Eugenia Gusilov: Ukraine and Moldova need energy support NOW!

– Ukraine desperately needs the help of its neighbors and of the entire EU to deal with the targeted terrorism towards the energy infrastructure. They are experiencing targeted hits meant to destroy the energy system of Ukraine, to plunge them into darkness and cold, maybe even make them freeze this winter. This is the actual crisis and the area towards which we have to turn our attention and efforts more than anywhere else – says Eugenia Gusilov, Romanian expert on energy issues, representing Romanian Energy Center.

Interview by Vladimir Mitev.

Watch the interview on YouTube, listen on SoundCloud or read the full transcription below.

Eugenia Gusilov discusses problems of electricity imports to Moldova and Ukraine, as well as the huge changes that Romania energy politics must undergo, now when the country became crucial to support its neighbours – continuously supplying its own population as well.

Welcome to a special discussion of Cross-Border Talks on the issue of the changing energy balances and situation in southeastern Europe with Eugenia Gusilov, an expert from Romania Energy Center. We are forced to start with the most pressing case. The Republic of Moldova is in a deep energy crisis after Russia bombed a number of Ukrainian energy infrastructure facilities. Moldova is now relying on support from its neighbors to the west, like Romania and Bulgaria. Eugenia, what is the situation now in Moldova in terms of energy, but also in terms of prices and burden on the households?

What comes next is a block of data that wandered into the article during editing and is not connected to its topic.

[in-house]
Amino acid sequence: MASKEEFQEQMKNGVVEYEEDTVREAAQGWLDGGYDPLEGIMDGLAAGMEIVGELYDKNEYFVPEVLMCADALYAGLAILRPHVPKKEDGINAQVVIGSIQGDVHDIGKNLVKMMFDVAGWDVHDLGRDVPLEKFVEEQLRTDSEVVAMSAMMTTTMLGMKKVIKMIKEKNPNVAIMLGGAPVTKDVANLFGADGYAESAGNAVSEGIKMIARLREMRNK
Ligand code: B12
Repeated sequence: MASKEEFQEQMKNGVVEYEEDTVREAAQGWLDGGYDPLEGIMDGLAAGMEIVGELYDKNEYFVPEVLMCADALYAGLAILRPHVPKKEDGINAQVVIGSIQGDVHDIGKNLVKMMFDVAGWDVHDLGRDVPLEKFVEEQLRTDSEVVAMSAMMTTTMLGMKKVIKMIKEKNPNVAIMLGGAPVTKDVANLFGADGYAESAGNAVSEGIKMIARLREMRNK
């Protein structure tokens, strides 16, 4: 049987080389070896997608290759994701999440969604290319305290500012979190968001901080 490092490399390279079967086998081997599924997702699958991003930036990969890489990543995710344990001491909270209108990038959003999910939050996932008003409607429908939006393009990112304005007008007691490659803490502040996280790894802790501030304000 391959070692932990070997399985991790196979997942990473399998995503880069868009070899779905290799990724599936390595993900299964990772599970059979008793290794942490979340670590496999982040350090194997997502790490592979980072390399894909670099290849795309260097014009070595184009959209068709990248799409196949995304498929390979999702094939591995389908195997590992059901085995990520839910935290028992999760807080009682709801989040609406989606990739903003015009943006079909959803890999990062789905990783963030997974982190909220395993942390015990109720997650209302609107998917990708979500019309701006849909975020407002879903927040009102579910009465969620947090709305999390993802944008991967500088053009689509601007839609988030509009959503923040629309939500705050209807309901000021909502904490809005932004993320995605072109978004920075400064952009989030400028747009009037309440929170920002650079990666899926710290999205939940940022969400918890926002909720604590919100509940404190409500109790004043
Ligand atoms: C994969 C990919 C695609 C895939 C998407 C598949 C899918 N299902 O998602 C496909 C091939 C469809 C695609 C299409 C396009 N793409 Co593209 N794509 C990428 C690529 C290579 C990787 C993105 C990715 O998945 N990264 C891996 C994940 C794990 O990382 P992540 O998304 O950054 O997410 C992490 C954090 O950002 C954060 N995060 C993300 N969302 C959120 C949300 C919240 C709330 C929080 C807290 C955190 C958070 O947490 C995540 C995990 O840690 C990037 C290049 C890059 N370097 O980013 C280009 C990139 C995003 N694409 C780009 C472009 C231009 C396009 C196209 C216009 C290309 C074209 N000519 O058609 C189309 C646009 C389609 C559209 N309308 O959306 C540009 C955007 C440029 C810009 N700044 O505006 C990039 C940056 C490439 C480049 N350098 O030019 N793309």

Hello, Vladimir. I am very glad to be here today and to have this conversation with you on this pressing energy issue in our region. You asked me about the Republic of Moldova. Moldova is confronting what is maybe the biggest energy crisis in its post-Soviet history. There has never been such a difficult situation in 30 years as the one through which Moldova is going through now. 

Why? Because the Republic of Moldova was reliant 70% for its electricity on the Cuciurgan power plant in Transnistria and for the rest of 30% there was a contract in which they were importing electricity from Ukraine. Because of Russia’s bombing of Ukrainian energy and civilian infrastructure there is no longer an option to import electricity from Ukraine. That is gone from mid-October. Furthermore, Russian gas supplies stopped flowing to Cuciurgan gas-powered thermal plant, which was supplying the remaining 70% of Moldova’s electricity consumption. 

The loss of that source left the Republic of Moldova in a very difficult spot in October 2022. In order to solve this issue the Republic of Moldova appealed first to an emergency contract that they have recently signed with Romania. It is a contract between Moldeletrica and Transelectrica – the electricity distribution companies of the two countries. But this contract is for supply of electricity in emergency cases only. So, it does not cover this structural deficit that Moldova is having right now.